T Nation

What is a Good Multi-Vitamin?


#1

I haven't been taking a mulit-vitamin because i was geting most of what i needed from the food i was eating when i was eating at the mess hall at my MOS School. Now that im home its a bit harder. Anyway my question is what is a good multi-vitamin for men that you could get like at walmart or any pharmacy?

Also what is a good multi-vitamin for women since i also want to get my wife to start taking a good regular multi-vitamin?


#2


The time it took you to post this question > The time it takes to search for your answer.

btw.


#3

Superfood

you can probably forget getting something high quality at wal-mart


#4

Superfood by Biotest.


#5

You may want to search older posts since this questions gets asked weekly.

As for me, I stopped using multivitamins and now use Biotest Superfood.


#6

forget wal-mart if you want quality. check online supplement stores if there aren't any close to you. animal-pak is a good one. there are many others that vary in price that would probably be just as good.


#7

Anyone take multi+ by Genuine Health? John Berardi approved.


#8

Now Foods Adam.


#9

Biotest Superfood!

D


#10

I have and I liked it.

I think Bill Roberts said the multi-vitamin he uses is one by LEF and iron free. Those look good but are a bit expensive for me.


#11

I checked out Biotest's SuperFood some and i have to say in theory it sounds good but then again it sounds like a good marketing ploy especially the part about a limited supply. So you guys that take it could you let me know how long some of you have been taking it and how does it seem to do? i want something that is good and just doesn't sound good on paper.


#12

Been using Superfood fairly consistently since its release and I don't miss taking a multivitamin.


#13

I might just get the Genuine Health ones, I take both Superfood and a multivit. I alternate between them and sometimes do both in one day depending on how the day goes. Superfood is not as convinient.


#14

IMO, Superfood is one of those supplements that you probably won't see much direct/immediate benefit. But the idea is there that it's a great all around healthy idea. it's just important to buy from an ethical company and put your faith in them.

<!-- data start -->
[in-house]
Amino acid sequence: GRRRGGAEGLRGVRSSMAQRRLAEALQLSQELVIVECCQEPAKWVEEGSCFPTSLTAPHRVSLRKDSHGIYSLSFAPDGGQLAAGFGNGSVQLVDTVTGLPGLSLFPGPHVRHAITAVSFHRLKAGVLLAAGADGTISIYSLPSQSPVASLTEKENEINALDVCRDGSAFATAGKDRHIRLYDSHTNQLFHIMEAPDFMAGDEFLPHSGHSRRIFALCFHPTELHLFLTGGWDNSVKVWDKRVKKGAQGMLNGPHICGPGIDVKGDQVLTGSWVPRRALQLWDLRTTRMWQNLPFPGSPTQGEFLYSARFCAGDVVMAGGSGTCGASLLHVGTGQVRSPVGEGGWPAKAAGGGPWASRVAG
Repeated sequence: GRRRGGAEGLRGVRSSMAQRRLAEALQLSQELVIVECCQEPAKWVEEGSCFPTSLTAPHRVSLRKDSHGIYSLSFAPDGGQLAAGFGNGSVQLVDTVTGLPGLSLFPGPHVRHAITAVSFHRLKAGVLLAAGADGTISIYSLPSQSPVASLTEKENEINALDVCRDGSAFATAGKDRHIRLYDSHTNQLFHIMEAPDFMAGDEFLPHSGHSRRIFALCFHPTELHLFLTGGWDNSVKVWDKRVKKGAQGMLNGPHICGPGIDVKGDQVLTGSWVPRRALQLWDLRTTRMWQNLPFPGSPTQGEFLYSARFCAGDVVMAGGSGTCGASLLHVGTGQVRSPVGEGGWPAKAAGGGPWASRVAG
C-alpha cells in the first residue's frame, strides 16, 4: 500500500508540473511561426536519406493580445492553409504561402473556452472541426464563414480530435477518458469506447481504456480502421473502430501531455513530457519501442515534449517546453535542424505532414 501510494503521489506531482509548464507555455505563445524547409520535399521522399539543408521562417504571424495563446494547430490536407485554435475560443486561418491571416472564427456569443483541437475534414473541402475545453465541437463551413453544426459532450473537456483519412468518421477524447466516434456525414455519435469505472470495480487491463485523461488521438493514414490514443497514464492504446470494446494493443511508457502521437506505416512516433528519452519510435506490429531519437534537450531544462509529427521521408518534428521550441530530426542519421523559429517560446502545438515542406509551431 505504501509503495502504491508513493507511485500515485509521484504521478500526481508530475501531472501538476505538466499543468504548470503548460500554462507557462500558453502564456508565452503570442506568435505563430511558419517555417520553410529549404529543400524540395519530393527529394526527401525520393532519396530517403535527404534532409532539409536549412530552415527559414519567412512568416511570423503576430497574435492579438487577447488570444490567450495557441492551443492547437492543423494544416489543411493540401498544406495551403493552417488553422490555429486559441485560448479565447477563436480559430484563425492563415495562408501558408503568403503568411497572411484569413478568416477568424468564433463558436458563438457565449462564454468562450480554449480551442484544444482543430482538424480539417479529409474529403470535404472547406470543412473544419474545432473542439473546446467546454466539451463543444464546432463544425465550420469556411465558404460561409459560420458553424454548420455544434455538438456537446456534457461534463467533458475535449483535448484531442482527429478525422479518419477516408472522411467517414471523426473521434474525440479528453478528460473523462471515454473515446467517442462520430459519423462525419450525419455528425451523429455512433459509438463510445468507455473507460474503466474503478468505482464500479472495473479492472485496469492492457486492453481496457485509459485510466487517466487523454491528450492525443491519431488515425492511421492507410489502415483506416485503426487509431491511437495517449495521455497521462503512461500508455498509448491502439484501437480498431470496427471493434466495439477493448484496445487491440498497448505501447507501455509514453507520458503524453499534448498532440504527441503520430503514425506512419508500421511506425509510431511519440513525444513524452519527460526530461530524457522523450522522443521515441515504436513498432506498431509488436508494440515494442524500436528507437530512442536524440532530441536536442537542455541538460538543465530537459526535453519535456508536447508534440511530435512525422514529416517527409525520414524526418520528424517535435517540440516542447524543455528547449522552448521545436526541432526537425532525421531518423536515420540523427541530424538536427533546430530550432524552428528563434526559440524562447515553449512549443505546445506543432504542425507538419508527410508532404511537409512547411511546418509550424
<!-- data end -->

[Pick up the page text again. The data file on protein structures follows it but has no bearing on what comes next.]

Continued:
Their other supplements are top-notch, I have no reason to doubt Superfood


#15

But I believe Berardi is also endorsed by Genuine Health, hence his approval of Greens+. TC stated this as well in the article on Superfood, prefacing the comment with something to the effect of "in the interest of full disclosure..."

I'm not surprised, but I took Greens+ at one point and liked it, too. I did not notice any boosts in energy or well being, but it was a nice peace of mind.


#16

I tried Genuine Health, I really liked it.
There a few by Nutra-lite, worth investing in as well, but those are more expensive.


#17

Or more precisely I use both the Two-per-day tablets and the "Super Booster."

Of course the popular saying "You get what you pay for" is terribly flawed, as a lot of times one does not. But the alternate version "You don't get more than you pay for" is almost always true, except for clearances or the like where the seller is taking a loss.

The relevance is, with inexpensive multivitamins you don't get more than you pay for.

For example, Vitamin E is best provided largely as gamma tocopherol. But uh oh, it's expensive! So inexpensive multivitamins use only or principally alpha tocopherol.

But wait! The natural form (only the d isomer) is more expensive, while the synthetic (dl, mixture of forms) while not nearly is good is a whole lot cheaper. So which does the inexpensive multivitamin use?

Or Vitamin K. Research has lately shown that much more Vitamin K is optimal than previously thought. And, it should include Vitamin K2, not just K1.

But wait a sec, that's expensive.

So the cheap multivitamins of course provide zero K2.

It goes down the line, with typical midline products that one might find in the GNC or Vitamin Shoppe or wherever having quite significant compromises, and the supermarket ones being way, way below that.

It does become a question of comparing relative to the overall diet. In a given case it may be much more called for to identify just a small number of nutrients that should individually be fortified.

But if on the other hand cutting and having as a large portion of the diet a protein product that does not provide added vitamins and minerals (beyond those minerals and electrolytes "coming along naturally" with the milk protein isolate), then going the full-coverage route may be more economical, compared to doing it with quality stuff via the individual-nutrients route.

Or if it's a quite good mostly-whole-foods diet, plus Superfood, especially if nuts are not omitted, then yes likely nothing extra is needed, though as personal opinion it seems to me that the high levels of gamma-tocopherol and K1/K2 (also D3 but that will likely require a separate product) that are likely to be achieved only with supplementation are worth doing.

Not for performance enhancement but long-term health. Performance enhancement, you might see a trace from the Vitamin E relatively to merely typical good levels but surely not much if detectable at all (I don't know.) No performance enhancement of any kind expected from the K.


#18

Just make the damn Biotest Multi already! :slightly_smiling:


#19

this is in the works according to the interview with Dr Tim Z ... thank god


#20

Superfood is a nice product, but it is not a multivitamin.

(In case anyone skipped over the details in Bill's post.)